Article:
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Hence will I to my ghostly father's cell;
His help to crave, and my dear hap to tell.8 [Exit.


Friar Laurence's Cell. Enter Friar LAURENCE, with a Basket. Fri. The grey-ey'd morn smiles on the frowning night, Checkering the eastern clouds with streaks of light; And flecked darkness? like a drunkard reels From forth day's path-way, made by Titan's wheels:2

8 Hence will I to my ghostly father's cell;

His help to crave, and my dear hap to tell.] Thus the quarto, 1597, except that it has good instead of dear. That of 1599, and the folio, read:

Hence will I to my ghostly frier's close cell,

His help to crave, and my dear hap to tell. Malone. 9 The grey-ey'd morn &c.] These four lines are here replaced, conformable to the first edition, where such a description is much more proper than in the mouth of Romeo just before, when he was full of nothing but thoughts of his mistress. Pope.

In the folio these lines are printed twice over, and given once to Romeo, and once to the Friar. Johnson.

The same mistake has likewise happened in the quartos, 1599, 1609, and 1637. Steevens.

1 And Aecked darkness - Flecked is spotted, dappled, streaked, or variegated. In this sense it is used by Churchvard, in his Legend of Thomas Mowbray, Duke of Norfolk. Mowbray, speaking of the Germans, says:

“ All jagg’d and frounc'd, with divers colours deck'd,

“ They swear, they curse, and drink till they be fleckd." Lord Surrey uses the same word in his translation of the fourth Æneid:

“Her quivering cheekes flecked with deadly staine." The same image occurs also in Much Ado about Nothing, Act V, sc. iii:

" Dapples the drowsy east with spots of grey.” Steevens. The word is still used in Scotland, where a "flecked cow” is a common expression. See the Glossary to Gawin Douglas's translation of Virgil, in v. fleckit Malone.

2 From forth day's path-way, made by Titan's wheels:) So, in Jocasta's address to the sun in the QOINIEZA! of Euripides:

“Ω την εν αστροις έραν& ΤΕΜΝΩΝ ΟΔΟΝ.” Mr. Malone reads: From forth day's path, and Titan's fiery wheels. Steevens.

Thus the quarto, 1597. That of 1599, and the folio, have burning wheels.

Now ere the sun advance his burning eye,
The day to cheer, and night's dank dew to dry,
I must up-fill this osier cage of ours, 3
With baleful weeds, and precious-juiced flowers.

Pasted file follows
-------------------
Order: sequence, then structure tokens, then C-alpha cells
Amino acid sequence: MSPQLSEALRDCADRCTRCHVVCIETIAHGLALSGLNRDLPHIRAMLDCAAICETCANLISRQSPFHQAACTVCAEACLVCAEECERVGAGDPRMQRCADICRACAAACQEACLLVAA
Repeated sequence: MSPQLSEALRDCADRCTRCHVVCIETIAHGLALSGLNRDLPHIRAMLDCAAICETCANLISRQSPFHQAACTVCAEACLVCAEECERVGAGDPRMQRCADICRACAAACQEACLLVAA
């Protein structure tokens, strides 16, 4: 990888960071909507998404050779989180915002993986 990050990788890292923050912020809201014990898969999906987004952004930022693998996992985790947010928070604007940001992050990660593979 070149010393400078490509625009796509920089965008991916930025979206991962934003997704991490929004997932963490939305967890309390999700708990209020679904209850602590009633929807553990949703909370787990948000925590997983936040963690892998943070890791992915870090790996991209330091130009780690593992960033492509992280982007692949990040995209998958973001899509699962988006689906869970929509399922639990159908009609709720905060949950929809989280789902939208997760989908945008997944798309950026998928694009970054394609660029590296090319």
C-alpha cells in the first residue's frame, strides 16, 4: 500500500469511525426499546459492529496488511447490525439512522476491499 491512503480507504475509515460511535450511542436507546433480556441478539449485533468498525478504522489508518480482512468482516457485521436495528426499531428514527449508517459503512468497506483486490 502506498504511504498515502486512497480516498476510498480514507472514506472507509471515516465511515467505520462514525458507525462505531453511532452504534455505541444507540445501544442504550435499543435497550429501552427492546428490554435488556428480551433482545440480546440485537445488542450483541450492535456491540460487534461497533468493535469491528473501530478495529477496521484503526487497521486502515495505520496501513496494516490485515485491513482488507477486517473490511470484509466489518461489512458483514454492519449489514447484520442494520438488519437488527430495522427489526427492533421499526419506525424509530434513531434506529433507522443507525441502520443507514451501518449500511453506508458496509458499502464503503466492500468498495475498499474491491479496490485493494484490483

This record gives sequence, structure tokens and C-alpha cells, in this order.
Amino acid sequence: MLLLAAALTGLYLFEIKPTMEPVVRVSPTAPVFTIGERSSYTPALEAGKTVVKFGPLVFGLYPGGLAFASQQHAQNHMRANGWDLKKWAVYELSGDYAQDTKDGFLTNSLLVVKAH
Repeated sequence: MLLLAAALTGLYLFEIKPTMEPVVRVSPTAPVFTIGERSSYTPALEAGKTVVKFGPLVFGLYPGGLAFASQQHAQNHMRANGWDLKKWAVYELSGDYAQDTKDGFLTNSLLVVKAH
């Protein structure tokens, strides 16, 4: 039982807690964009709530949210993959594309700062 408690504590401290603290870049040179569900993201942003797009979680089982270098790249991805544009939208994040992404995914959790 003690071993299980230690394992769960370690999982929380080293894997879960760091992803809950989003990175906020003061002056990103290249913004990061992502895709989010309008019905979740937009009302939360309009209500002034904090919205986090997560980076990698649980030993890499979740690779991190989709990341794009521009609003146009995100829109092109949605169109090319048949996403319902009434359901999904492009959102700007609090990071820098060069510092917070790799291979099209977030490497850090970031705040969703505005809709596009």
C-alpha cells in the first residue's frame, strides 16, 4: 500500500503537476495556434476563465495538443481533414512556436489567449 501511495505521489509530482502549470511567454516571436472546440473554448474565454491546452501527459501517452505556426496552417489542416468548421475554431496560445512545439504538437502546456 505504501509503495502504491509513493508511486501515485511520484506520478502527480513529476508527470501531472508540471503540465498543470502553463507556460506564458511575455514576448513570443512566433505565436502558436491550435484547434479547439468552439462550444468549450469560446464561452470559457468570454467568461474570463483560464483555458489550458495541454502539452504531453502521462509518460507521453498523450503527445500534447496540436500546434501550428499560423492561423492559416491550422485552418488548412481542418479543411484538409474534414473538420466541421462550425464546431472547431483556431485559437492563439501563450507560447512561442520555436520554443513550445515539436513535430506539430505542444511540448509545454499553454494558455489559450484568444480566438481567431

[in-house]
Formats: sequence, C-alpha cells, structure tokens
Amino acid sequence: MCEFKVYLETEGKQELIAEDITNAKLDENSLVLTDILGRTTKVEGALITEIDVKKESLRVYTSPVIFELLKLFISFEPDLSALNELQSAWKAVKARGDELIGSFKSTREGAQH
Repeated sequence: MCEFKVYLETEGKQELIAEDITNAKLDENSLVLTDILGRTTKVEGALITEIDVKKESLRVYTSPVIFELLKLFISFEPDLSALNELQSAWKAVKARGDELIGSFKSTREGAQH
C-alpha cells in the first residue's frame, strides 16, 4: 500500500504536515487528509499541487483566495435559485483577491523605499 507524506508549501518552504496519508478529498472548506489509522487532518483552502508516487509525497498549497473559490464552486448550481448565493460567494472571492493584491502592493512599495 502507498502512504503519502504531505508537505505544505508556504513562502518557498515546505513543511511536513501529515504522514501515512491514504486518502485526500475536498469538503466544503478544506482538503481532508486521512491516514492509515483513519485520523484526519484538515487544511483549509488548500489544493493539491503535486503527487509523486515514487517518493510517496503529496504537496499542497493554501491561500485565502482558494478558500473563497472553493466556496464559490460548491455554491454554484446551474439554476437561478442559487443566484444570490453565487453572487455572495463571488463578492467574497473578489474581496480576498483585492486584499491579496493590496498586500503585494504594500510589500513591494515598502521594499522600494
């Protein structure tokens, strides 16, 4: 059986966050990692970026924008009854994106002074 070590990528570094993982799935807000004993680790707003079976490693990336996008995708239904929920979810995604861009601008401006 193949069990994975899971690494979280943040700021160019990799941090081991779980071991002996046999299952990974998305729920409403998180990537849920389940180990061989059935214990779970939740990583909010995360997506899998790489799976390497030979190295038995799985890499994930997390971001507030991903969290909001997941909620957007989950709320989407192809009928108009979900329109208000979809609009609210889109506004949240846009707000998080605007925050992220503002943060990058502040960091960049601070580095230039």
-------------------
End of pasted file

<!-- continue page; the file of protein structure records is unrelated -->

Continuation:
The earth that's nature's mother, is her tomb;
What is her burying grave, that is her womb:
And from her womb children of divers kind
We sucking on her natural bosom find;
Many for many virtues excellent,
None but for some, and yet all different.
O, mickle is the powerful grace,5 that lies
In herbs, plants, stones, and their true qualities:
For nought so vile that on the earth doth live,
But to the earth some special good doth give;
Nor aught so good, but, strain'd from that fair use,
Revolts from true birth, stumbling on abuse :
Virtue itself turns vice, being misapplied;
And vice sometime 's by action dignified.
Within the infant rind of this small flower
Poison hath residence, and med'cine power:
For this, being smelt, with that part6 cheers each part;
Being tasted, slays all senses with the heart.

The modern editions read corruptly, after the second folio:

From forth day's path-way made by Titan's wheels. Malone. Here again I have followed this reprobated second folio. It is easy to understand how darkness might reel “from forth day's path-way,” &c. but what is meant by-forth “Titan's fiery wheels ?" Aman may stagger out of a path, but not out of a wheel.

Steevens. 3 I must up-fill this osier cage of ours, &c.] So, in the 13th Song of Drayton's Polyolbion :

ir His happy time he spends the works of God to see,
“ In those so sundry herbs which there in plenty grow,
“ Whose sundry strange effects he only seeks to know.
“ And in a little maund, being made of osiers small,
“ Which serveth him to do full many a thing withal,

“ He very choicely sorts his simples got abroad.” Drayton is speaking of a hermit. Steevens.

4 — and precious-juiced flowers.) Shakspeare, on his introduction of Friar Laurence, has very artificially prepared us for the part he is afterwards to sustain. Having thus early discovered him to be a chemist, we are not surprized when we find him fur. nishing the draught which produces the catastrophe of the piece. I owe this remark to Dr. Farmer. Steevens.

5 powerful grace,] Efficacious virtue. Johnson.

Two such opposed foes encamp them still
In man? as well as herbs, grace, and rude will;
And, where the worser is predominant,
Full soon the canker death eats up that plant."

Enter Romeo.
Rom. Good morrow, father!

Benedicite! .
What early tongue so sweet saluteth me!
Young son, it argues a distemper'd head,
So soon to bid good morrow to thy bed :
Care keeps his watch in every old man's eye,
And where care lodges, sleep will never lie;